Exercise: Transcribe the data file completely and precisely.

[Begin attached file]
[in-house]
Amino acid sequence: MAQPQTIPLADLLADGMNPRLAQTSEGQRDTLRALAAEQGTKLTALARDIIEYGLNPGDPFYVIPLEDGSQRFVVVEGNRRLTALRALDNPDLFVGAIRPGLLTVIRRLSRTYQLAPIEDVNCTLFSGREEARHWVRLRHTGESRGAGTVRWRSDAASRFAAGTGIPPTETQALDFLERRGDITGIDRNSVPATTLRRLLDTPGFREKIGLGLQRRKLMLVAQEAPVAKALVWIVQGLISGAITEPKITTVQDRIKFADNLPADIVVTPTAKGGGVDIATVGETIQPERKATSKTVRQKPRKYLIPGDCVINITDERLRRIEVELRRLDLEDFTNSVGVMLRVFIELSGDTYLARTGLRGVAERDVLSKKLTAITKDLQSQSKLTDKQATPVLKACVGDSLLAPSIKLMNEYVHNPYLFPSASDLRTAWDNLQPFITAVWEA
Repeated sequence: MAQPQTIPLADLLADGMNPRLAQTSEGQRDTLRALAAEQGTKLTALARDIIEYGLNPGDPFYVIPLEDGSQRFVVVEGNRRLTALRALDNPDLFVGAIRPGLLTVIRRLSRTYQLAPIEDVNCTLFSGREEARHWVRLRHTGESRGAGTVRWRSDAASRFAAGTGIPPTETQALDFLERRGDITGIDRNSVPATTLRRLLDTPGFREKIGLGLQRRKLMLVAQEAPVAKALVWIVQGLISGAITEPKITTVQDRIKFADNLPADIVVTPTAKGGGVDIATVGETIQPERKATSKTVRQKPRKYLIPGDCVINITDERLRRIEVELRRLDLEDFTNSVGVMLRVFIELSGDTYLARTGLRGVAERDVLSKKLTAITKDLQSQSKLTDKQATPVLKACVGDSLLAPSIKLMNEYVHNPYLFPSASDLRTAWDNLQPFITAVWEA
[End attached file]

[in-house]
Amino acid sequence: MAQPQTIPLADLLADGMNPRLAQTSEGQRDTLRALAAEQGTKLTALARDIIEYGLNPGDPFYVIPLEDGSQRFVVVEGNRRLTALRALDNPDLFVGAIRPGLLTVIRRLSRTYQLAPIEDVNCTLFSGREEARHWVRLRHTGESRGAGTVRWRSDAASRFAAGTGIPPTETQALDFLERRGDITGIDRNSVPATTLRRLLDTPGFREKIGLGLQRRKLMLVAQEAPVAKALVWIVQGLISGAITEPKITTVQDRIKFADNLPADIVVTPTAKGGGVDIATVGETIQPERKATSKTVRQKPRKYLIPGDCVINITDERLRRIEVELRRLDLEDFTNSVGVMLRVFIELSGDTYLARTGLRGVAERDVLSKKLTAITKDLQSQSKLTDKQATPVLKACVGDSLLAPSIKLMNEYVHNPYLFPSASDLRTAWDNLQPFITAVWEA
Repeated sequence: MAQPQTIPLADLLADGMNPRLAQTSEGQRDTLRALAAEQGTKLTALARDIIEYGLNPGDPFYVIPLEDGSQRFVVVEGNRRLTALRALDNPDLFVGAIRPGLLTVIRRLSRTYQLAPIEDVNCTLFSGREEARHWVRLRHTGESRGAGTVRWRSDAASRFAAGTGIPPTETQALDFLERRGDITGIDRNSVPATTLRRLLDTPGFREKIGLGLQRRKLMLVAQEAPVAKALVWIVQGLISGAITEPKITTVQDRIKFADNLPADIVVTPTAKGGGVDIATVGETIQPERKATSKTVRQKPRKYLIPGDCVINITDERLRRIEVELRRLDLEDFTNSVGVMLRVFIELSGDTYLARTGLRGVAERDVLSKKLTAITKDLQSQSKLTDKQATPVLKACVGDSLLAPSIKLMNEYVHNPYLFPSASDLRTAWDNLQPFITAVWEA